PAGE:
With the introduction of a new tape storage blade from HP this week and the SB40c storage blade announced last autumn starting to see user deployment, HP's "blade everything" strategy is edging toward fruition in storage.
In the wake of the announcement this week, many users at the HP Technology Forum conference said they were beginning to evaluate the technology for use in certain applications, and most were eager to see a networked version of the disk blade.
One user, Michael J. Kaufman, vice president for Calyon Credit Agricole CIB, a bank headquartered in France, said his company has deployed 2 terabytes (TB) of the direct attached storage (DAS) SB40c blades to support BizTalk and SharePoint applications for an upcoming project to be announced in August. (Kaufman said he couldn't comment further on the nature of the project.) The company is also looking into using storage blades for rapid deployment at a disaster recovery site. "The main advantage is rapid deployment and scalability," he said.
Kaufman added that he's anxious to see HP add a networked storage blade, as well as full height, denser storage blades. His company doesn't plan to deploy the 448c tape blade HP announced this week because its LTO-2 drives are too small for its purposes.
Eventually, however, Kaufman said he believes there could be such a thing as bladed storage area networks (San). "It's still years away, but we're already saving tens of thousands of dollars on rack space, management overhead and power by deploying the blades we have," he said.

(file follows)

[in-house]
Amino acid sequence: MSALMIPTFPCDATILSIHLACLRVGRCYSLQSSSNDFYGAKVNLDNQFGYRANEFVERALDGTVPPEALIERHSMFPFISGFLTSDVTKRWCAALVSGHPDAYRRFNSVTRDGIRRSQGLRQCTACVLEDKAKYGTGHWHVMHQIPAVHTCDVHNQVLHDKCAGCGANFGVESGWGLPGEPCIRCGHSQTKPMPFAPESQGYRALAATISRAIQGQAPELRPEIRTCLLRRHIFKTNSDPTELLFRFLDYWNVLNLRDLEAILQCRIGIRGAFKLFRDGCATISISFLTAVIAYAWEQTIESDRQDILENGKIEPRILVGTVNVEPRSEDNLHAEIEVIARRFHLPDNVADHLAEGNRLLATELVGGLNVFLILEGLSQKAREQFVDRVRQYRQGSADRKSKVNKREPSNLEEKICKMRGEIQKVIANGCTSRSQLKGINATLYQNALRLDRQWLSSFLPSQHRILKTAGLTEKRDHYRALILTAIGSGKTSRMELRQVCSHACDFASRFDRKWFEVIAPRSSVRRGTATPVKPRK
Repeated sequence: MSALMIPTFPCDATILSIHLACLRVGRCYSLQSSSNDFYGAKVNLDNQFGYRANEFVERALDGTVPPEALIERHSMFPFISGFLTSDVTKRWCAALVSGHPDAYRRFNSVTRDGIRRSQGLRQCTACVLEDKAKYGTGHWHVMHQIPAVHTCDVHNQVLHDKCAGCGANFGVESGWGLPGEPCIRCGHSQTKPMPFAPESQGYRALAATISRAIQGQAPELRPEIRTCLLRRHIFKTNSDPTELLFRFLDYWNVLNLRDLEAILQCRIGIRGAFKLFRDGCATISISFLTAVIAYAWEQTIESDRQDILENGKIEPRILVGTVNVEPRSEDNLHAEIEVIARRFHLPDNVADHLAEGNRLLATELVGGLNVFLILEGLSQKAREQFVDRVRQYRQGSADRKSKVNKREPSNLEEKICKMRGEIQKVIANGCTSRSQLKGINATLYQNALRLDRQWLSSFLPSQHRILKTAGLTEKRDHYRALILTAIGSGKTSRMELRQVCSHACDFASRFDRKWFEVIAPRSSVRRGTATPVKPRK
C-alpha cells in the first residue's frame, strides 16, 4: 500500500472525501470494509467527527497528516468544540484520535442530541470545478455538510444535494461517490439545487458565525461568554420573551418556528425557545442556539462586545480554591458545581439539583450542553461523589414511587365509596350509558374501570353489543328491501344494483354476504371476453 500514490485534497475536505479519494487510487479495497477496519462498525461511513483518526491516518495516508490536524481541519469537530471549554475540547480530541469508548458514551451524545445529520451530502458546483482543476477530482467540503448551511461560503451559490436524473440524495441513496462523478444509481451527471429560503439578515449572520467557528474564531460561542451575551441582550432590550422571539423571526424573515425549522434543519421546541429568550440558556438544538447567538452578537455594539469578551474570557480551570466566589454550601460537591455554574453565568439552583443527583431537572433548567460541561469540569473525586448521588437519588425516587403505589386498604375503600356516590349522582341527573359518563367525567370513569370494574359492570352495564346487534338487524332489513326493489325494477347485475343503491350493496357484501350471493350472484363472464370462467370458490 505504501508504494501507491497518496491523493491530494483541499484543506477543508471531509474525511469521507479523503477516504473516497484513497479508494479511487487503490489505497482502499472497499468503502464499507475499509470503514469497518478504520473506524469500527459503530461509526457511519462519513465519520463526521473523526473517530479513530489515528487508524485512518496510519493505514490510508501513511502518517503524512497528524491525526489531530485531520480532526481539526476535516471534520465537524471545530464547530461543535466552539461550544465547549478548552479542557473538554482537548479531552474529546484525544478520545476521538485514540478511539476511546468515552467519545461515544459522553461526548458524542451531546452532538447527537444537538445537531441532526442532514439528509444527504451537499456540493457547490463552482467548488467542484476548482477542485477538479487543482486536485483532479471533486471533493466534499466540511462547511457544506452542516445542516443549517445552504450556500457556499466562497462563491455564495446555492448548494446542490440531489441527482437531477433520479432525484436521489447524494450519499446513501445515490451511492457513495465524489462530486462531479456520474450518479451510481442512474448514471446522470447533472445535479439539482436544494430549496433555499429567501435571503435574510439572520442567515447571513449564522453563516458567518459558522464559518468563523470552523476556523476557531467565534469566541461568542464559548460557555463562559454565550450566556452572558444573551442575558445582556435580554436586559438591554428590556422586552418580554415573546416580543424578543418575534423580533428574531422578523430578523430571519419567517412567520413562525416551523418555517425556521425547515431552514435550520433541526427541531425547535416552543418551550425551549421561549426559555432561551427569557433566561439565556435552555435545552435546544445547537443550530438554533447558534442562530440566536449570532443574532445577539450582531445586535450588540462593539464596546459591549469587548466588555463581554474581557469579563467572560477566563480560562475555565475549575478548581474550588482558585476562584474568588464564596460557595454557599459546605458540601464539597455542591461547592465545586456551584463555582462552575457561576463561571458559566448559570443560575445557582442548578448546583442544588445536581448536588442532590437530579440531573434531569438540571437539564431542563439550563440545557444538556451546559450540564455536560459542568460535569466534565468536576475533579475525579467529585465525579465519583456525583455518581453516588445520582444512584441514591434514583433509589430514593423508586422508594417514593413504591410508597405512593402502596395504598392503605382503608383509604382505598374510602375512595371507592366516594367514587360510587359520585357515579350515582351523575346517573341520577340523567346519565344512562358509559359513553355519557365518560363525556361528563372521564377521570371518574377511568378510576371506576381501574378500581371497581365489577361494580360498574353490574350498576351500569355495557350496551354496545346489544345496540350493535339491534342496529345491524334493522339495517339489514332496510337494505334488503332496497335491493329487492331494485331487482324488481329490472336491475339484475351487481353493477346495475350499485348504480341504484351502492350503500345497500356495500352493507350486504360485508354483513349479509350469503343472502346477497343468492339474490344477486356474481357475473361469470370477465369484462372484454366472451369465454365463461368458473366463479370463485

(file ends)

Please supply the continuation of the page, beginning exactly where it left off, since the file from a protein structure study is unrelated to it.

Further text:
Other users said that networked storage blades could be useful at remote offices to replace standalone network attached storage (Nas) servers. "A [bladed] Nas storage server might have value at small and remote locations as a way to get them both power and IP [networking] cheaply," said Brad Allen, systems architect for Texas Instruments. "But there might be a [pricing] premium for the small form factor, which would eliminate that benefit."
"Both the storage blade and tape blade look interesting at first glance, especially for rapid recovery when it comes to DR," said Ron Service, director of MIS for Com Dev, a Canadian satellite manufacturer.
A storage administrator for a large bank, who declined to be named, said his organization was looking at storage blades as networked storage for larger applications. "Anything VMware," he said, which is already on blade servers anyway. "There may also be places for it, like applications, that have to be brought up quickly, but the extra money may not be there."
Some users, meanwhile, remained more skeptical. "There would have to be proof that it could handle throughput in our environment, and we'd have to carefully evaluate whether a storage blade could handle the stress of tiered storage migration," said J.R. Ashby, senior systems engineer for TriWest Healthcare Alliance.
HP executives have hinted that a networked version of the SB40c is coming, but HP chief technologist Hal Woods said it will take fatter network pipes before that happens. "Today's blade enclosures aren't designed to move data in and out at as fast a rate as storage arrays," he said. He added that 8 Gbps Fibre Channel or 10 Gigabit Ethernet (GigE) could change all that. "We're headed in that direction of enabling technologies to make it work."
Illuminata Inc. principal IT advisor John Webster said he thought HP would integrate the clustered file system IP it acquired with PolyServe Inc. in June to create networked blade storage. "The issue with a bladed SAN is that if you have the server and storage in that blade chassis, where's the switch [between them]? But it's conceivable the PolyServe software could act like a kind of 'logical switch' between the server and storage layers -- I think that's where HP is going."